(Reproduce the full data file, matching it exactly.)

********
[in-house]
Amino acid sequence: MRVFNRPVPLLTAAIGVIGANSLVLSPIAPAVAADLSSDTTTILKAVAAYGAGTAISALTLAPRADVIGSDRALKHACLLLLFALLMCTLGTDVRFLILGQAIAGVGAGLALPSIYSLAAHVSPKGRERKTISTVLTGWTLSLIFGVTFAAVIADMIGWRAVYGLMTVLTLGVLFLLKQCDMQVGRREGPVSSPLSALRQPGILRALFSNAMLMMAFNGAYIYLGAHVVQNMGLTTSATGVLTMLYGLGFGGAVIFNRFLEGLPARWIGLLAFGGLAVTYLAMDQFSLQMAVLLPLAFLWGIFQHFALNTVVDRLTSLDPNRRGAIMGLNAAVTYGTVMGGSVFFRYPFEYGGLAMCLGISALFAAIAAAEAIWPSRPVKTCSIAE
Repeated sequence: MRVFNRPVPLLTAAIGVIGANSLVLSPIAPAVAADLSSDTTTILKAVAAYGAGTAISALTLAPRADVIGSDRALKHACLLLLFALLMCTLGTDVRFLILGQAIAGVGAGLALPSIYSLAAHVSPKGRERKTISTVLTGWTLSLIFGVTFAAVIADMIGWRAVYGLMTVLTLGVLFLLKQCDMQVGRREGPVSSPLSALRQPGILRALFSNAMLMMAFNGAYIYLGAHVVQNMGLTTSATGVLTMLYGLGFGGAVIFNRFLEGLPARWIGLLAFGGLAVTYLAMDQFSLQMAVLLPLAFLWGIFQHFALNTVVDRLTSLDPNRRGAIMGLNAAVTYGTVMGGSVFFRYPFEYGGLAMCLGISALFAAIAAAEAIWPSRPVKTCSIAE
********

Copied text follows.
[in-house]
Amino acid sequence: MRVFNRPVPLLTAAIGVIGANSLVLSPIAPAVAADLSSDTTTILKAVAAYGAGTAISALTLAPRADVIGSDRALKHACLLLLFALLMCTLGTDVRFLILGQAIAGVGAGLALPSIYSLAAHVSPKGRERKTISTVLTGWTLSLIFGVTFAAVIADMIGWRAVYGLMTVLTLGVLFLLKQCDMQVGRREGPVSSPLSALRQPGILRALFSNAMLMMAFNGAYIYLGAHVVQNMGLTTSATGVLTMLYGLGFGGAVIFNRFLEGLPARWIGLLAFGGLAVTYLAMDQFSLQMAVLLPLAFLWGIFQHFALNTVVDRLTSLDPNRRGAIMGLNAAVTYGTVMGGSVFFRYPFEYGGLAMCLGISALFAAIAAAEAIWPSRPVKTCSIAE
Repeated sequence: MRVFNRPVPLLTAAIGVIGANSLVLSPIAPAVAADLSSDTTTILKAVAAYGAGTAISALTLAPRADVIGSDRALKHACLLLLFALLMCTLGTDVRFLILGQAIAGVGAGLALPSIYSLAAHVSPKGRERKTISTVLTGWTLSLIFGVTFAAVIADMIGWRAVYGLMTVLTLGVLFLLKQCDMQVGRREGPVSSPLSALRQPGILRALFSNAMLMMAFNGAYIYLGAHVVQNMGLTTSATGVLTMLYGLGFGGAVIFNRFLEGLPARWIGLLAFGGLAVTYLAMDQFSLQMAVLLPLAFLWGIFQHFALNTVVDRLTSLDPNRRGAIMGLNAAVTYGTVMGGSVFFRYPFEYGGLAMCLGISALFAAIAAAEAIWPSRPVKTCSIAE